Are you feelin’ groovy? Are you feeling like the hep cat who ate the canary?
Are you one of the first movers who stopped doing annual performance reviews and become too cool for school? Are you one of the folks who saw the bright shiny object and grabbed it? Did you stop doing annual reviews because Consultants who don’t do annual reviews (or get them) told you it was the great new way to achieve higher business outcomes and better employee engagement?
Then you might be experiencing some buyer’s remorse right now.
Annual Reviews May Not Be That Bad
I’m guessing no one wanted to be the one to point this out, since most HR visionaries have been harping on the demise of annual reviews with the fervor of a Steeler’s fan, but the benefits of removing the annual review may not be nearly as good as some have proposed. Actually, a Fast Company article from six months ago (how did this not get more play?), discussed the results from a CEB survey of 10,000 employees from 18 countries showing that ditching the annual review:
- Caused Manager conversation quality to decline by 14%
- Meant Managers spent less time on informal reviews conversations
- Caused top performers’ satisfaction with pay differentiation to decrease by 8%
- Helped create a drop in Employee Engagement of 6%
Tell me again how annual reviews were the problem?
Good Managers Mean Good Employees
I feel like such a broken record on this issue.
Not about annual performance reviews but how we keep trying to fix employee problems caused by the lack of manager skill and manager quality by changing systems. It seems companies have thrown in the towel on trying to improve the quality of their management teams and have decided that rearranging processes will fix employee issues.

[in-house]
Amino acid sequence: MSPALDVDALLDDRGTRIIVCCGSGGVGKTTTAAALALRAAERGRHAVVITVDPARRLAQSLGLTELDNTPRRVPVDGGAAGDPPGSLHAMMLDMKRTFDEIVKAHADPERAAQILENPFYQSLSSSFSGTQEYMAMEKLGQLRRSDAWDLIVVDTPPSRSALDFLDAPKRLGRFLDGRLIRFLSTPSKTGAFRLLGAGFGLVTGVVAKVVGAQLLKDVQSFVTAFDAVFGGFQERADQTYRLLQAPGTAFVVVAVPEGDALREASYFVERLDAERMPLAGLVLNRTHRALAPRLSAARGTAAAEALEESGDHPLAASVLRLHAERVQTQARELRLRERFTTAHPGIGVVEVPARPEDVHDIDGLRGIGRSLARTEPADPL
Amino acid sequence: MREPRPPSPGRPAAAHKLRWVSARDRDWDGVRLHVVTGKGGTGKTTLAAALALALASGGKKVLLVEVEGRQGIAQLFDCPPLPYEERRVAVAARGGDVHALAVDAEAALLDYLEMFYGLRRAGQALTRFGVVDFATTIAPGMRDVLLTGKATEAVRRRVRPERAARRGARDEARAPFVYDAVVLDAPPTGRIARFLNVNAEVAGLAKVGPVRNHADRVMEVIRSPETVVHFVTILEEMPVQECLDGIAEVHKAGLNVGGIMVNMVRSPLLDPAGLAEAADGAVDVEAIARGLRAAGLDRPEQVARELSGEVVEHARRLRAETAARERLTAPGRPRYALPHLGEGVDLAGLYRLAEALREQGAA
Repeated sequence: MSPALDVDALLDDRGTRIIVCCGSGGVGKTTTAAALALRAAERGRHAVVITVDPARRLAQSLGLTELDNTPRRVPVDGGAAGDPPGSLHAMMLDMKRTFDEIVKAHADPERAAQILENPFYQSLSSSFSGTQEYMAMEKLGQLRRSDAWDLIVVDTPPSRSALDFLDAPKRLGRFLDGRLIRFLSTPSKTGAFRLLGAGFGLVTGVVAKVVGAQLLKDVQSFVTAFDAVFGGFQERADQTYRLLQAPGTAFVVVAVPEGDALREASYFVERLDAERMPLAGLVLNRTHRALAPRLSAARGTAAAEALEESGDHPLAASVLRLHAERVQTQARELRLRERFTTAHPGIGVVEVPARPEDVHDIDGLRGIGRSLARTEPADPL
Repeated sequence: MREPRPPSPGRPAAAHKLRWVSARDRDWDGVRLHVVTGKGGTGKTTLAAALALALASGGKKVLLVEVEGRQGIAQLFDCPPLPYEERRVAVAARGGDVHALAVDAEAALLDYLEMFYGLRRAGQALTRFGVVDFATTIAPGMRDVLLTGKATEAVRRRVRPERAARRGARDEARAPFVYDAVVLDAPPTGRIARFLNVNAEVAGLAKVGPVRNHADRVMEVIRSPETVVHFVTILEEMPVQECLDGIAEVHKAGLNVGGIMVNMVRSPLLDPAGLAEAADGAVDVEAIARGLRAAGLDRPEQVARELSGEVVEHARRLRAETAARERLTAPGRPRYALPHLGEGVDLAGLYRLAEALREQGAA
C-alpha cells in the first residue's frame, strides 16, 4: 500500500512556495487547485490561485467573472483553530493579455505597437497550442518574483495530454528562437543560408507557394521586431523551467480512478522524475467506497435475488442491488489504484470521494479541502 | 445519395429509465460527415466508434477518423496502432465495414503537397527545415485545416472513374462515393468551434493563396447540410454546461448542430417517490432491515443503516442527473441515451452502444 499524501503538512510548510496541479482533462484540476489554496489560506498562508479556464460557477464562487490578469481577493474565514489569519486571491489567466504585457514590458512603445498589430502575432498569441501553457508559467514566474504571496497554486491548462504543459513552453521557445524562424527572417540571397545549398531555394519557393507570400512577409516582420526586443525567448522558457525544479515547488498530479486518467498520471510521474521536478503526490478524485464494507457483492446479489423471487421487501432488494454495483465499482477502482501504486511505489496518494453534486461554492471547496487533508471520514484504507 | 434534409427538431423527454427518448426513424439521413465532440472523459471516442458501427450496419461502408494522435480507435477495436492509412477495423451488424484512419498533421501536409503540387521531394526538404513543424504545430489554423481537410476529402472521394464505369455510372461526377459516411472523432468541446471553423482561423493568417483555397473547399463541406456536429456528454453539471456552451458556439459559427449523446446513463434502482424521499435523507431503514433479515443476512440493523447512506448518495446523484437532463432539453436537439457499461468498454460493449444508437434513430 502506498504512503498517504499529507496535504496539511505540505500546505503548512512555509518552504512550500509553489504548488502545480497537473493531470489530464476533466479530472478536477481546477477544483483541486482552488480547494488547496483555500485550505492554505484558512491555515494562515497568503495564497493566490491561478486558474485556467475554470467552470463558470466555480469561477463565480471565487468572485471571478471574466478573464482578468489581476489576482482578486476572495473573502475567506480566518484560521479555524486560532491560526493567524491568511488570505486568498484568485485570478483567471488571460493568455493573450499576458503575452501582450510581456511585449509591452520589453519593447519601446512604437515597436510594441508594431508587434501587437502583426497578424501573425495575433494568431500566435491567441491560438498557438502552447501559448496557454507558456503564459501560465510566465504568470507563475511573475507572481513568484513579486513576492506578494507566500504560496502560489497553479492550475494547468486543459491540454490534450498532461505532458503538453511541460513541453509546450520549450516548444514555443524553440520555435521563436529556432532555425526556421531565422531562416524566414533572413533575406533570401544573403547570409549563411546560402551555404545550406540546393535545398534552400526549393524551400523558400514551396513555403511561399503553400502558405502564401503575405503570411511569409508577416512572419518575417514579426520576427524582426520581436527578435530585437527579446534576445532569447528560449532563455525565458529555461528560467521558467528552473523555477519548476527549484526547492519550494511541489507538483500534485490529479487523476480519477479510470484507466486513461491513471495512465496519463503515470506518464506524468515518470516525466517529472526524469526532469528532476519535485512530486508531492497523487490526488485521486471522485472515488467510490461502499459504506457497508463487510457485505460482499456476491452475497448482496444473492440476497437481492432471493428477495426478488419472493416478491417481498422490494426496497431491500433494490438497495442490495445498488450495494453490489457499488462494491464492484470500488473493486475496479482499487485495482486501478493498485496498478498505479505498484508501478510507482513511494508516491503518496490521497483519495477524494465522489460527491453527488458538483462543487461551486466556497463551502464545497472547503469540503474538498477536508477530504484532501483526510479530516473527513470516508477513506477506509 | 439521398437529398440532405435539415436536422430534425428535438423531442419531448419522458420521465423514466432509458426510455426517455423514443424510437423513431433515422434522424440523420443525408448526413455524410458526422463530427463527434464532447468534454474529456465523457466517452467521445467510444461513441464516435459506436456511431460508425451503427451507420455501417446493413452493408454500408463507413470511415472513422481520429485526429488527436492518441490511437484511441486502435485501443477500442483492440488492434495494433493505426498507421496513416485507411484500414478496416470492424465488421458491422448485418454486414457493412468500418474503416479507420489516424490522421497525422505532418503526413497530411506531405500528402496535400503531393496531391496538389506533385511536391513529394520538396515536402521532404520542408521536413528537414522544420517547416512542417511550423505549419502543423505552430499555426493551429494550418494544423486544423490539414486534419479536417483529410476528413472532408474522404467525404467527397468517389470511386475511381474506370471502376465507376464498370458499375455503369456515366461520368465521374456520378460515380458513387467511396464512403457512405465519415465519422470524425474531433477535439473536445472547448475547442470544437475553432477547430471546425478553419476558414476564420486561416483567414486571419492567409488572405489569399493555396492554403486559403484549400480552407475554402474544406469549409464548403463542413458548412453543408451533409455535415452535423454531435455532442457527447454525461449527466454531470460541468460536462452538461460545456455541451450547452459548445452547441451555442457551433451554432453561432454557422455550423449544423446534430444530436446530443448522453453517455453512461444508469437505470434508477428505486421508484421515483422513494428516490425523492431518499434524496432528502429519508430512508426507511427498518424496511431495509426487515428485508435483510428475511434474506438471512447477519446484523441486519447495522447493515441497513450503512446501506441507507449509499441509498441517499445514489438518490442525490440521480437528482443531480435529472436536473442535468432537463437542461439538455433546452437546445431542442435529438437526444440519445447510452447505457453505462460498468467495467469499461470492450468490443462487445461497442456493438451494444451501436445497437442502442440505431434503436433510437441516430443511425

No amount of rearranging deck chairs would have changed the course of the Titanic. Only changing those in charge of steering the ship would have changed that outcome.
While I’m sure there are success stories, and this article does mention there were some successes…at first. But they said once the “initial glow” of the change wore off – managers reported problems.
- Only 4% of HR leaders reported they could accurately assess performance once the review process changed
- A lack of laser focus on reviews (ie: annual performance review tracking) suggested to managers the company didn’t value or prioritize performance reviews, so the managers didn’t focus on it
- Managers didn’t use the “freed up time” normally used during the performance review process to work with their staffs – they just got busy on some other functional element of their job
- Companies didn’t find a better way to connect the historic “raise” process to something other than the traditional performance review
In other words… changing the process created its own set of problems.
Training Training Training
In real estate there is the old saw that success is a function of location, location, location.
And I’ll go on record as saying manager success is a function of training, training, training. And, changing your company policy to embrace ongoing performance conversations instead of annual reviews means you NEED to have training first and foremost on your mind. Long before you decide to pull the trigger on your process.
The Fast Company article ends with what every company should have started with… manager and employee training is needed to make eliminating annual reviews work:
“… making the investment to get managers to be better at informal communications and feedback. He also says they are getting employees on the bandwagon, too, by empowering them to start the conversation with their managers about their performance through training and job aides. Senior leadership can also keep track of conversations through software and surveys to ensure feedback is being given regularly.”
Yeah…that’s right – training and measurement. Make sure people know what to do, how to do it, and then track the behavior.
Who knew? Just about anyone with a modicum of management skill. I’m a big “early adopter” but as a manager I also know that I have big impact on some people’s lives. My input and decisions can either help or hurt the people I’m charged with guiding as a manager. Experimenting with their income, their rating, their promotion possibilities isn’t something I should do en masse without taking time for some due diligence. Advice for the future – take a breath. Take some time.
Now – let’s talk A.I. and HR big data… I’m sure there is something shiny in the pile too!